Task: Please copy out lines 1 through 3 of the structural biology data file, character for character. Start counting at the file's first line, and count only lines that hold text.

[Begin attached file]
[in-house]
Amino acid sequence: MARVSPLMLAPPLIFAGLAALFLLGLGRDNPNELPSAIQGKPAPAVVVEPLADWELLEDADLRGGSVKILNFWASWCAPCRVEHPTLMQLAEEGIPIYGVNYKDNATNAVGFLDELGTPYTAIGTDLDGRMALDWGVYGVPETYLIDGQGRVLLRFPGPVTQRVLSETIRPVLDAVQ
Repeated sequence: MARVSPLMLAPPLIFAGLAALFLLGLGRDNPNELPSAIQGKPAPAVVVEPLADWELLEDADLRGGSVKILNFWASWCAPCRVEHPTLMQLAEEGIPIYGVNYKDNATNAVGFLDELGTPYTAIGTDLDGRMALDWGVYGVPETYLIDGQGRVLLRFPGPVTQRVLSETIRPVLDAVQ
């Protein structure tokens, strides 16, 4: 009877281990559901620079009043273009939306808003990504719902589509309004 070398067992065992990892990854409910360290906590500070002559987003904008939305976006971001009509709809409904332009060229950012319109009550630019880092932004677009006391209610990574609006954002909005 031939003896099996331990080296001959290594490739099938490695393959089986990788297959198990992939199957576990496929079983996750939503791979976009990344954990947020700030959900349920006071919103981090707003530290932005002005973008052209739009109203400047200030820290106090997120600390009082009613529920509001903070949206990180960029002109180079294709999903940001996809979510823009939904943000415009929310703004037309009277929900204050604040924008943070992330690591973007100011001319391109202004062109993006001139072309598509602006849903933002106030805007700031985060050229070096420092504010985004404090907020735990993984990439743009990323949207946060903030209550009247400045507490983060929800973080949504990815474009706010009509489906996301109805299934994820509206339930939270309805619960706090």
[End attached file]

[in-house]
Amino acid sequence: MARVSPLMLAPPLIFAGLAALFLLGLGRDNPNELPSAIQGKPAPAVVVEPLADWELLEDADLRGGSVKILNFWASWCAPCRVEHPTLMQLAEEGIPIYGVNYKDNATNAVGFLDELGTPYTAIGTDLDGRMALDWGVYGVPETYLIDGQGRVLLRFPGPVTQRVLSETIRPVLDAVQ
Repeated sequence: MARVSPLMLAPPLIFAGLAALFLLGLGRDNPNELPSAIQGKPAPAVVVEPLADWELLEDADLRGGSVKILNFWASWCAPCRVEHPTLMQLAEEGIPIYGVNYKDNATNAVGFLDELGTPYTAIGTDLDGRMALDWGVYGVPETYLIDGQGRVLLRFPGPVTQRVLSETIRPVLDAVQ